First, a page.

The beach, designed by Gilmore David Clarke and Aymar Embury II, was dedicated in July 1936[82][103] despite only being partially complete.[106][107] The dedication attracted an estimated 18,000 beach-goers.[107] Orchard Beach was set to open along with the upgraded Jacob Riis Park on June 19, 1937,[103] but the openings were pushed back due to unfinished work.[108] Both beaches were opened on June 25, 1937,[109] and the bathhouse pavilion at Pelham Bay Park also opened that year.[3][103][95] Orchard Beach was fully complete in 1938.[106] Later that year, the bathhouse and beach were damaged by a hurricane.[105] Sewage from nearby City Island also seeped onto the beach, and Moses was threatening to close the beach until the city agreed to build a new sewage pipe for the island.[110]

In 1939, one year after the beach was completed, there were plans to expand the beach. The southern locker room was the first to be renovated, with a 150-foot (46 m) extension in 1939.[105][111] Work was halted from 1941 to 1945 due to World War II.[111] The water between Hunter and Twin Islands was filled in during 1946 and 1947, with new jetties at each end of the beach. The promenade was extended over the fill, gaining its current hexagonal tiles as well as refurbished concession buildings.[112] The extension, opened in May 1947,[77][80] consisted of 7 acres (2.8 ha) of new land and 5 acres (2.0 ha) of restored beach.[113] Further improvements were made to the bathhouse pavilion in 1952 and to the northern jetty in 1955. A new concession stand was added north of the pavilion in 1962,[112] and a privately funded Golf driving range was also added that year.[114] The beach was renovated starting in 1964.[115]

Later years[edit]

In 1959, after the Rodman's Neck section of the park had been used for various purposes, the New York City Police Department used land from the park to create the Rodman's Neck Firing Range at the southern tip of the peninsula. Previously, the parkland at Rodman's Neck had been underused, with the NYPD and United States Army using the land at various times.[116][117]

The City began landfill operations on Tallapoosa Point in Pelham Bay Park in 1963.[118] Plans to expand the landfills in Pelham Bay Park in 1966, which would have created the City’s second-largest refuse disposal site next to Fresh Kills in Staten Island, were met with widespread community opposition.[118] The landfill expansion was seen as a way to alleviate the city's accumulations of waste, and Tallapoosa was seen as the only suitable location to put the landfill.[119] The preservation effort was headed by Dr. Theodore Kazimiroff, a Bronx historian and head of the Bronx Historical Society. It suffered setbacks in August 1967 when the New York City Board of Estimate voted against an initial effort to create to protected area in the proposed landfill expansion site.[120][121] However, the state and federal governments did not favor the landfill being located at Tallapoosa.[122] On October 11, 1967, Mayor John Lindsay signed a law authorizing in the creation of two wildlife refuges, the Thomas Pell Wildlife Sanctuary and the Hunter Island Marine Zoology and Geology Sanctuary, on the site where the landfill was planned to be expanded.[118] Tallapoosa West continued to be used as a landfill until May 1968, when the landfill permit was revoked.[119] In November of that year, Tallapoosa West was made a part of the Pell refuge.[123] The dump still existed as late as 1975, when the garbage there was described as being ten stories high.[124]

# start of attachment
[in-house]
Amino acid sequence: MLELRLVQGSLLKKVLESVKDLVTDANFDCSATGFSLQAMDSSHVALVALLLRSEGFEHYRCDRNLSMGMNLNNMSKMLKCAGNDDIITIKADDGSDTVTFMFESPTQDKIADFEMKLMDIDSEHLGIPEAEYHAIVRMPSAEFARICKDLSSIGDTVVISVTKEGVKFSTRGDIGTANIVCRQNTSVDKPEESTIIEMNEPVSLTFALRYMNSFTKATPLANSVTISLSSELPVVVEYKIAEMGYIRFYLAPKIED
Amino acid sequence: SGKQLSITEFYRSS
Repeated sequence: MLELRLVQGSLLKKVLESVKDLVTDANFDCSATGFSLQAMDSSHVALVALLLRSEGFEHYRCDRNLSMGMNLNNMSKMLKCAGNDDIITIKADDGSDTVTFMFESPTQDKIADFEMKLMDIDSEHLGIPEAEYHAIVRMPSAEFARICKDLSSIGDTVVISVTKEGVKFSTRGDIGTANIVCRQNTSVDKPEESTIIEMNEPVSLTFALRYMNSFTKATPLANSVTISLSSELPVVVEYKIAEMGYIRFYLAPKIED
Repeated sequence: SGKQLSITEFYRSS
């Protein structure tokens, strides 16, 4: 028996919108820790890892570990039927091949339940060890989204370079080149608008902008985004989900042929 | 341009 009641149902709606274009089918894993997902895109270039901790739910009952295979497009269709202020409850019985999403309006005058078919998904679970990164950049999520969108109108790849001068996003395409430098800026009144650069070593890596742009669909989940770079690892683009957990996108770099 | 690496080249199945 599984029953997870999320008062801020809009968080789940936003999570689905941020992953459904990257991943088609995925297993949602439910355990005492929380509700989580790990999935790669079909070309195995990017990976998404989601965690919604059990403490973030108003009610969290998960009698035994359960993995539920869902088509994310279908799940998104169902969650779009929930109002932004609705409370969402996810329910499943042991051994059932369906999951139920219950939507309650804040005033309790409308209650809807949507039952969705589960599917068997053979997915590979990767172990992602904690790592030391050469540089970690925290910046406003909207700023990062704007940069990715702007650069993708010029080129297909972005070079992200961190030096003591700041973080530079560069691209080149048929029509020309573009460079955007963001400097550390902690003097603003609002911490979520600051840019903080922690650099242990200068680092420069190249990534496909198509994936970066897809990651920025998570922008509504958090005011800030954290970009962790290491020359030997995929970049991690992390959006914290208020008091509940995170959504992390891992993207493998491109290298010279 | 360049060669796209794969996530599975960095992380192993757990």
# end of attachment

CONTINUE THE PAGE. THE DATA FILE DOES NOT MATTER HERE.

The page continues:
A proposal for a 3,300-seat outdoor theater at Pelham Bay Park, replacing Orchard Beach's northern locker facility, was canceled in 1974 due to community opposition.[125] In 1980, NYC Parks proposed a renovation of the beach for its 50th anniversary.[112] By then, the beach had become so rundown that there was garbage covering much of the sand, and there were prostitutes and gamblers along the promenade.[126] The $1 million renovation of the pavilions (equivalent to $2,233,000 in 2017) was completed by 1986. After the renovation, the pavilions contained some shops and fast food, with a nature center and museum planned for the buildings.[127]

In 1983, the Theodore Kazimiroff Environmental Center was proposed for the park, alongside a nature trail that would wind through the park's terrain.[128] It would be named out of respect to the late historian,[128] who had died in 1980.[129] The Kazimiroff Nature Trail and the Pelham Bay Park Environmental Center opened in June 1986.[130][129][80]